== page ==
oralhealth

Medication & Heart Disease

Medications & Your Teeth

Certain medications can have an adverse effect on your teeth.

Years back, children that were exposed to tetracycline not only had tooth problems, but experienced discoloration, later in life. That medication, however, is no longer in use so it’s not an issue today.

Ask your family doctor if any medications he or she has prescribed might have a effect on your teeth or other possible oral structures.

There is a condition called dry mouth, which is associated with certain types of medications. These might include antihistamines, diuretics, decongestants and or painkillers. You might have dry mouth if you have a medical condition like an eating disorder or diabetes. Other causes can be linked to aging such as rheumatoid arthritis and compromised immune systems. Garlic and tobacco can also cause such a condition.

A drop in saliva production causes dry mouth. Saliva, however, is a natural defense against plaque. It acts as a cleansing agent rinsing your mouth of cavity-causing bacteria and other harmful materials.

There are instances where dry mouth can lead to more serious problems. These could include burning tongue syndrome, which is a painful condition due to lack of moisture on the tongue.

Heart Disease & Your Teeth

Did you know, your heart can be impacted by poor dental hygiene?

Certain kinds of oral infections, such as periodontal disease, have been linked to heart disease following medical research. There have been suggestions that gum disease may be more dangerous than other factors, such as tobacco use.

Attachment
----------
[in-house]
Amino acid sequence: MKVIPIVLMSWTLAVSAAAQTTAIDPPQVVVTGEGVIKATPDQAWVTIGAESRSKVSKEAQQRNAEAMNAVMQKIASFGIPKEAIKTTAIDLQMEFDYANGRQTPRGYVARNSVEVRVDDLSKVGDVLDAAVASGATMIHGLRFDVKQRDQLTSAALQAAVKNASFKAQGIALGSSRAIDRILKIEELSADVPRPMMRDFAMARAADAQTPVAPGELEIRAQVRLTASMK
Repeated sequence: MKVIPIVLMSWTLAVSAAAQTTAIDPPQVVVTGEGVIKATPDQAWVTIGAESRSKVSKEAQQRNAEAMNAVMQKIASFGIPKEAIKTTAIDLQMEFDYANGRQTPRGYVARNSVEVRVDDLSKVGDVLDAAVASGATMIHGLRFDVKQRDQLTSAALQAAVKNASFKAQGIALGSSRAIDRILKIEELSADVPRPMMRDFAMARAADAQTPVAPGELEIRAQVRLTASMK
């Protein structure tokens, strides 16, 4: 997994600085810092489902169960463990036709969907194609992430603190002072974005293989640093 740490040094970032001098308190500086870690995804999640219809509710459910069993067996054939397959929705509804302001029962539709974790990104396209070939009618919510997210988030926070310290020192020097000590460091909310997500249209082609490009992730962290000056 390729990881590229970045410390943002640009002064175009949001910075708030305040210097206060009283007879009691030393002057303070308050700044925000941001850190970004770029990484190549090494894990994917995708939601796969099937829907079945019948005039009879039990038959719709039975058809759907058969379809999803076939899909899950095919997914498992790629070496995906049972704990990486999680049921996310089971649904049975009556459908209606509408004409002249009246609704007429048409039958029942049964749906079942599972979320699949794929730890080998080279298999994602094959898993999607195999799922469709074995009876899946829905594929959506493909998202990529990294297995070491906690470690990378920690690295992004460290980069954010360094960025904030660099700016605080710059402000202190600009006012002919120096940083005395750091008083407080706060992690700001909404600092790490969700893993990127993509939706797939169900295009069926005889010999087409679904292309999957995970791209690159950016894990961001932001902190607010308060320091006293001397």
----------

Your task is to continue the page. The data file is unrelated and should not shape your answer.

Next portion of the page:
Medical researchers have associated a condition called chronic periodontitis, or persistent gum disease. This condition has been linked to cardiovascular difficulties.

As a matter of fact, harmful bacteria and infections in your mouth can literally spread through the bloodstream to your liver. This produces harmful proteins that could lead to systemic cardiac problems. Practicing good oral hygiene, such as, brushing, flossing and rinsing, will keep infections at bay.


Antibiotic Prophylaxis

Patients with compromised immune systems or who fear an infection from a dental procedure may take antibiotics before a dental visit.

Bacteria from your mouth could enter your bloodstream during a dental procedure where tissues are cut or bleeding occurs. A healthy immune system will normally fight off bacteria before they cause an infection.

If a patient has a weakened heart, certain cardiovascular conditions could be at risk. It’s possible to get an infection or heart muscle inflammation (bacterial endocarditis) from a dental procedure.

If you have a heart condition, including weakened heart valves, please let our office know prior to any dental procedure. The proper antibiotic will help prevent any unnecessary complications.